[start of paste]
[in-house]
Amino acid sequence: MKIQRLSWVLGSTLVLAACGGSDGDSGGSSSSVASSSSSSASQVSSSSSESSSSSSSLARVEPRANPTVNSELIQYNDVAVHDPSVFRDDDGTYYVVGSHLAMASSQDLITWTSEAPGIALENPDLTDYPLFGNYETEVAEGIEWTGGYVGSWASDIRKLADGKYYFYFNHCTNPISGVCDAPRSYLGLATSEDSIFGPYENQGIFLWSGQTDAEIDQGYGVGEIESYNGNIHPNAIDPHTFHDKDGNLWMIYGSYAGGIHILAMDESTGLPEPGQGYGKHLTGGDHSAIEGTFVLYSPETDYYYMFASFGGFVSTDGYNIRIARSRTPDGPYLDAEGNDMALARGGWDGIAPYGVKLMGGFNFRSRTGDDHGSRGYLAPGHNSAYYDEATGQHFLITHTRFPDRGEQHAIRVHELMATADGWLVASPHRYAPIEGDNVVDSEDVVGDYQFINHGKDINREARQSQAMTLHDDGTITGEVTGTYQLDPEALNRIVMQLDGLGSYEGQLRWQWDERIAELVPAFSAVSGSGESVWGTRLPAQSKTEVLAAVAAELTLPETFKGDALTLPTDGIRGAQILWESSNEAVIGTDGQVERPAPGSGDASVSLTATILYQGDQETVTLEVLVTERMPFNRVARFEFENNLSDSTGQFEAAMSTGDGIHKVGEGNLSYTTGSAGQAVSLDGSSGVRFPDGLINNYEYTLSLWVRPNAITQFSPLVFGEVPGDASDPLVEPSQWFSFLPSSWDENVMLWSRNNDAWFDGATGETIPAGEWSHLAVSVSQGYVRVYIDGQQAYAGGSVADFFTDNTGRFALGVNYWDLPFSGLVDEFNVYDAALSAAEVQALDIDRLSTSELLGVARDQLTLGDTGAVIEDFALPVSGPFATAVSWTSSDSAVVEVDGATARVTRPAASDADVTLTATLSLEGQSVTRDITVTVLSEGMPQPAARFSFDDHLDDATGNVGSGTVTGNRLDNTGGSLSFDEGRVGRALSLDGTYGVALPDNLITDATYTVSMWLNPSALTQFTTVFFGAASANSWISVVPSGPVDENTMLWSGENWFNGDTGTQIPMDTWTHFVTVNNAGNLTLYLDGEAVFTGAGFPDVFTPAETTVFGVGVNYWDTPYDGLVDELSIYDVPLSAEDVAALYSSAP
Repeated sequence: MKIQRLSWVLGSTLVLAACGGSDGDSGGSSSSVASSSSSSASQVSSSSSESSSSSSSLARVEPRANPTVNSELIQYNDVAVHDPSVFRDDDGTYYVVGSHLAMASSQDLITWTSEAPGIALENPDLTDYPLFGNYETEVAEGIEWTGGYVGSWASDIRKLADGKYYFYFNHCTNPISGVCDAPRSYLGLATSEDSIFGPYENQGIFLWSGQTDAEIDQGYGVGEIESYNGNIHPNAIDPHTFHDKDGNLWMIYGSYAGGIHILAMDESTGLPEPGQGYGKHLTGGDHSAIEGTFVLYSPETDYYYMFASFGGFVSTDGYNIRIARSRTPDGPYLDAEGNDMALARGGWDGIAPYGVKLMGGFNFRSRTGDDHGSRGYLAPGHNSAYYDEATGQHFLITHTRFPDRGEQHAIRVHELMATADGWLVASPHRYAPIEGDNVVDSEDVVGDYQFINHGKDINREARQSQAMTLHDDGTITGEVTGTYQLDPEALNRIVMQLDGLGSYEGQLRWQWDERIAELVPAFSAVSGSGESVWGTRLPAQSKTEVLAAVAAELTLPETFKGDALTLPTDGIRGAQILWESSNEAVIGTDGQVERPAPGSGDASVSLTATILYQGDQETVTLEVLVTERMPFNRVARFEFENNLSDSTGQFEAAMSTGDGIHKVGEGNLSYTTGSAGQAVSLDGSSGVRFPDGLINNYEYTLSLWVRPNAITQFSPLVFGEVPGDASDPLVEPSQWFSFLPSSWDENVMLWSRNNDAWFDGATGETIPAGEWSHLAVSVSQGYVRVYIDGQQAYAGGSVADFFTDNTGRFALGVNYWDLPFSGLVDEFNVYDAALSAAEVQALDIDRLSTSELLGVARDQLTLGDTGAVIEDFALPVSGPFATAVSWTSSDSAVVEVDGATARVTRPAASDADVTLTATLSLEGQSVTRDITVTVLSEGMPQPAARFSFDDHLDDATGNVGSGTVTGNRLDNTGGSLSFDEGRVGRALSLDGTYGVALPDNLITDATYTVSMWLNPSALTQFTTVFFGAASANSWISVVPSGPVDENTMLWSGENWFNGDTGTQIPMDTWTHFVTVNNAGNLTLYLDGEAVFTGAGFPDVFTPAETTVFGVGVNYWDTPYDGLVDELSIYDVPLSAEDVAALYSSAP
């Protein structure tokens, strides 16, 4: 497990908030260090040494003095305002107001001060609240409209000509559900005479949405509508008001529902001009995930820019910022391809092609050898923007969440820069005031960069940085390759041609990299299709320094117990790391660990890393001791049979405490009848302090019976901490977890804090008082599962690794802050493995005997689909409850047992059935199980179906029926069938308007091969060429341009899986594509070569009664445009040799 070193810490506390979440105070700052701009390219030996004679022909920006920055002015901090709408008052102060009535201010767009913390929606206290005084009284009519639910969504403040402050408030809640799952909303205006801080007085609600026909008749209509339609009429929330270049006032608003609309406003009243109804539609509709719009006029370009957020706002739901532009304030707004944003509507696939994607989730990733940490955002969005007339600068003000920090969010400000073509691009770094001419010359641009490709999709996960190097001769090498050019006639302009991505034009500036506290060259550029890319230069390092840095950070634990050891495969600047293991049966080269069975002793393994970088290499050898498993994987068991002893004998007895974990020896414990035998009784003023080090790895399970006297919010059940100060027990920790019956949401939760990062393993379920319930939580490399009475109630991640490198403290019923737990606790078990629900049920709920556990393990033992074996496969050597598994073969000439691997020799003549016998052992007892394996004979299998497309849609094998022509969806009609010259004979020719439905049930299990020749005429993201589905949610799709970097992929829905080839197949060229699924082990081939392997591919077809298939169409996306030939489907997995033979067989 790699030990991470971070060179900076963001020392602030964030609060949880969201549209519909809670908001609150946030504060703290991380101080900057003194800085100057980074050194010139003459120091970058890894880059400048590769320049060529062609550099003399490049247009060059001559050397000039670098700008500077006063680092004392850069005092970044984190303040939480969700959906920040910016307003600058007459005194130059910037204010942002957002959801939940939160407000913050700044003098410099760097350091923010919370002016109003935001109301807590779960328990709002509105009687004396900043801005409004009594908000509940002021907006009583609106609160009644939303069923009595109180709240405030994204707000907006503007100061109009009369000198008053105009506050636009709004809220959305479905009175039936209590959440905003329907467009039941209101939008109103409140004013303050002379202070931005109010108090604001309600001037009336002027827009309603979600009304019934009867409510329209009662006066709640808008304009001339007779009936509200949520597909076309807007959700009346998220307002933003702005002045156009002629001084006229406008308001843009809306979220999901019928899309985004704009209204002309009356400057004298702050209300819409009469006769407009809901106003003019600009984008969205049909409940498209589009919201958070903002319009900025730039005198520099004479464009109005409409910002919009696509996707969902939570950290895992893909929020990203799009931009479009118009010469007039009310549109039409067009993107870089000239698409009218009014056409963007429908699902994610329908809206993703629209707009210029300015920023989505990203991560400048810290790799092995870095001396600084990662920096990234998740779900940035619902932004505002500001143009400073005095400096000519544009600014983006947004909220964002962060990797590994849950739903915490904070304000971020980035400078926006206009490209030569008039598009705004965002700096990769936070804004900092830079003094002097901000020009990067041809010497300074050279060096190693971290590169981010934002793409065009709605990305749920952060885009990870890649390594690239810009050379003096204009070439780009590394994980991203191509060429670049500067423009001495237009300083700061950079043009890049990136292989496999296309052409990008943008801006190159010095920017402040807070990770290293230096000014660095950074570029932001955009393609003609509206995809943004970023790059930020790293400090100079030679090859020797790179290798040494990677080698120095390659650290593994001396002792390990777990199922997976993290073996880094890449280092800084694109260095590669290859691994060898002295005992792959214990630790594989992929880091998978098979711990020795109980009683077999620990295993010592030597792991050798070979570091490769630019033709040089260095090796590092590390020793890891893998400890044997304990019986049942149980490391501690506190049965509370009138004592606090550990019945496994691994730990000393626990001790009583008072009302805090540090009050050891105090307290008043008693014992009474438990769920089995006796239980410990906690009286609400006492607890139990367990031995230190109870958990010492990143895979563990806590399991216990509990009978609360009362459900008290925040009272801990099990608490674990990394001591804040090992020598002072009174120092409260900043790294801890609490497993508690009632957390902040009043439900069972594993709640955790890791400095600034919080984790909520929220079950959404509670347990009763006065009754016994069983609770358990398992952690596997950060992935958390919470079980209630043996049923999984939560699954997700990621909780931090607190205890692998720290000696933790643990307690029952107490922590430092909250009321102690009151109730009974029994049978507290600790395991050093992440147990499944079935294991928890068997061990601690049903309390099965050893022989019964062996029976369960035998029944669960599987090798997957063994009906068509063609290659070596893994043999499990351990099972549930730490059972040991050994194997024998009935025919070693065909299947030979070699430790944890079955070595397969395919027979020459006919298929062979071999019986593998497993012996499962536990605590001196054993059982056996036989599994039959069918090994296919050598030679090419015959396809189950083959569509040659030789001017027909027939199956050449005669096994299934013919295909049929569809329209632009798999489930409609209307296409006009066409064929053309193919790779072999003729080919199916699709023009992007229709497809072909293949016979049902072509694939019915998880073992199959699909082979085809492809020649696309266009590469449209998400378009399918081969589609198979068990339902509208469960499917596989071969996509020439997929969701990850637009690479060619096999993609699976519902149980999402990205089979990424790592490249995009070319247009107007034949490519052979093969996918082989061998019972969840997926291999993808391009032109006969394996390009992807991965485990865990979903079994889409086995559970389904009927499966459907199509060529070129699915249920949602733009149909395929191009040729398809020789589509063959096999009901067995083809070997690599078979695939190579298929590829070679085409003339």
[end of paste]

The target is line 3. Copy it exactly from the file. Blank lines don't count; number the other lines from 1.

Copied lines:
Repeated sequence: MKIQRLSWVLGSTLVLAACGGSDGDSGGSSSSVASSSSSSASQVSSSSSESSSSSSSLARVEPRANPTVNSELIQYNDVAVHDPSVFRDDDGTYYVVGSHLAMASSQDLITWTSEAPGIALENPDLTDYPLFGNYETEVAEGIEWTGGYVGSWASDIRKLADGKYYFYFNHCTNPISGVCDAPRSYLGLATSEDSIFGPYENQGIFLWSGQTDAEIDQGYGVGEIESYNGNIHPNAIDPHTFHDKDGNLWMIYGSYAGGIHILAMDESTGLPEPGQGYGKHLTGGDHSAIEGTFVLYSPETDYYYMFASFGGFVSTDGYNIRIARSRTPDGPYLDAEGNDMALARGGWDGIAPYGVKLMGGFNFRSRTGDDHGSRGYLAPGHNSAYYDEATGQHFLITHTRFPDRGEQHAIRVHELMATADGWLVASPHRYAPIEGDNVVDSEDVVGDYQFINHGKDINREARQSQAMTLHDDGTITGEVTGTYQLDPEALNRIVMQLDGLGSYEGQLRWQWDERIAELVPAFSAVSGSGESVWGTRLPAQSKTEVLAAVAAELTLPETFKGDALTLPTDGIRGAQILWESSNEAVIGTDGQVERPAPGSGDASVSLTATILYQGDQETVTLEVLVTERMPFNRVARFEFENNLSDSTGQFEAAMSTGDGIHKVGEGNLSYTTGSAGQAVSLDGSSGVRFPDGLINNYEYTLSLWVRPNAITQFSPLVFGEVPGDASDPLVEPSQWFSFLPSSWDENVMLWSRNNDAWFDGATGETIPAGEWSHLAVSVSQGYVRVYIDGQQAYAGGSVADFFTDNTGRFALGVNYWDLPFSGLVDEFNVYDAALSAAEVQALDIDRLSTSELLGVARDQLTLGDTGAVIEDFALPVSGPFATAVSWTSSDSAVVEVDGATARVTRPAASDADVTLTATLSLEGQSVTRDITVTVLSEGMPQPAARFSFDDHLDDATGNVGSGTVTGNRLDNTGGSLSFDEGRVGRALSLDGTYGVALPDNLITDATYTVSMWLNPSALTQFTTVFFGAASANSWISVVPSGPVDENTMLWSGENWFNGDTGTQIPMDTWTHFVTVNNAGNLTLYLDGEAVFTGAGFPDVFTPAETTVFGVGVNYWDTPYDGLVDELSIYDVPLSAEDVAALYSSAP